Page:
“The present situation meets the criteria of an ‘extreme case.’ Crabar has presented evidence that there is a high ‘probability that fraudulent conduct has occurred,’ and there is ‘imminent danger that property will be concealed, lost, or diminished in value.’  Crabar has evidence that Mark Wright violated the Uniform Voidable Transactions Act, . And a receivership ‘may be necessary when a judgment debtor is using LLCs … to shield assets and income from creditors by keeping assets undistributed or otherwise out of reach.’  That appears to be exactly what Mark Wright is doing here. ”
While the court did not appoint a receiver immediately, the court essentially invited Crabar to request the appointment of a receiver and encouraged the parties to confer about a mutually-agreeable receiver to be appointed in the case. In the meantime, the court overruled Wrights objections to Crabar’s charging order application, which was then granted.
This is a situation where a debtor’s objection to a creditor’s remedy (the charging order) not only failed, but made things worse for the debtor. If Wright had not objected to the charging order, then the court would not have reviewed whatever evidence Crabar put before the court, and the court would not have started thinking about a receiver. The lesson here for debtors is to not just object to everything that a creditor attempts to do, but simply let the creditor have whatever remedies the court is probably going to grant anyway.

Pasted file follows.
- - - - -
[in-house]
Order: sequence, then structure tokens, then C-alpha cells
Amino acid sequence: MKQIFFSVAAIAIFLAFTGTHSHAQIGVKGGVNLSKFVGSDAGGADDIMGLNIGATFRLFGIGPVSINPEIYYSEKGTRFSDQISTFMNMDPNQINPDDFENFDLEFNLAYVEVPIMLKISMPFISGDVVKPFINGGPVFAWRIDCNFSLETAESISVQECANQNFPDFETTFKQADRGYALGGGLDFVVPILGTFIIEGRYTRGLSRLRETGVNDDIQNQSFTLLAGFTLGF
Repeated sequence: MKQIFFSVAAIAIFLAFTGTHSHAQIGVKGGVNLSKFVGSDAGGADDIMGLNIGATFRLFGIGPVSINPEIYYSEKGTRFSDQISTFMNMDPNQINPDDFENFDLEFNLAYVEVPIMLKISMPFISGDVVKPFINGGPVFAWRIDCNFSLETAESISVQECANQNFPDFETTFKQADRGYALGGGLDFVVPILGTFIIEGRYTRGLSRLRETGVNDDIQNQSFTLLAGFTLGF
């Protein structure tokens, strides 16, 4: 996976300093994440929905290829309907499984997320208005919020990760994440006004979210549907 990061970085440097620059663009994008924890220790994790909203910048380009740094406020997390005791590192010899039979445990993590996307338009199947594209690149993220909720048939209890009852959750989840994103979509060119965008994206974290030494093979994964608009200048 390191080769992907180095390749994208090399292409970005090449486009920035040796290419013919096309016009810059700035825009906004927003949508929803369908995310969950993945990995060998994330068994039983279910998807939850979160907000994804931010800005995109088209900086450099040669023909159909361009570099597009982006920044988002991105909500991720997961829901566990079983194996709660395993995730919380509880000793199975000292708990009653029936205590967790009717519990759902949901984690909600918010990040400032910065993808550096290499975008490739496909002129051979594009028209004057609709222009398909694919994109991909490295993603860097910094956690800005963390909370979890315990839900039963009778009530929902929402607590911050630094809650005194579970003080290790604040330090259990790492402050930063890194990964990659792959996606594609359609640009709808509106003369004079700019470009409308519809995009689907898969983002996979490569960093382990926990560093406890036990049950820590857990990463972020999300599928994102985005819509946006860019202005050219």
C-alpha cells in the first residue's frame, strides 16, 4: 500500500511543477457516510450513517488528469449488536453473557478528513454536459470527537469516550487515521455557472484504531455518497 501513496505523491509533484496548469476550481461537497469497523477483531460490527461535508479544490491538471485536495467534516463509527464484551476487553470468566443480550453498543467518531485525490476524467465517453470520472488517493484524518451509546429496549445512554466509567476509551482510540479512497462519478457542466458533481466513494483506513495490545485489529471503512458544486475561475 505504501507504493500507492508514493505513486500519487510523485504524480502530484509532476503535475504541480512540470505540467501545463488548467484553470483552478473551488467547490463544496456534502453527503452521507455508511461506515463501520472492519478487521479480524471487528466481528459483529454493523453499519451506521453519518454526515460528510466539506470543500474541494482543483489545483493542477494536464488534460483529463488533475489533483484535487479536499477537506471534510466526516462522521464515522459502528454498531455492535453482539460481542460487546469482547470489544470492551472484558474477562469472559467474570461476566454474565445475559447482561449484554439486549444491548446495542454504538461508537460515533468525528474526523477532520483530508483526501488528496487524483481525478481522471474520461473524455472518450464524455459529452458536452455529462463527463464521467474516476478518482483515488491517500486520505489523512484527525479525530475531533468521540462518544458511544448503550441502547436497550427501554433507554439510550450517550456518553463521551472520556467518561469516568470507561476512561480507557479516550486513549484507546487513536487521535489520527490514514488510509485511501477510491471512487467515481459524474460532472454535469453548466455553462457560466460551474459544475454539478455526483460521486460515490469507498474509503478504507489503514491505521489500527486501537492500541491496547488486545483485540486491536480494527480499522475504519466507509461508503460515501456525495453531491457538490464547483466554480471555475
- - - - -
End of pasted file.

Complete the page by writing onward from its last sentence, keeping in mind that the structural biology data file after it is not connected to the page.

It is true that charging orders are a discretionary remedy for the court, as opposed to things like levies and garnishments which are not discretionary but available to creditors as matter of course. The first sentence of section 503(a) of the Uniform Limited Liability Company Act provides that”
“On application by a judgment creditor of a member or transferee, a court may enter a charging order against the transferable interest of the judgment debtor for the unsatisfied amount of the judgment.”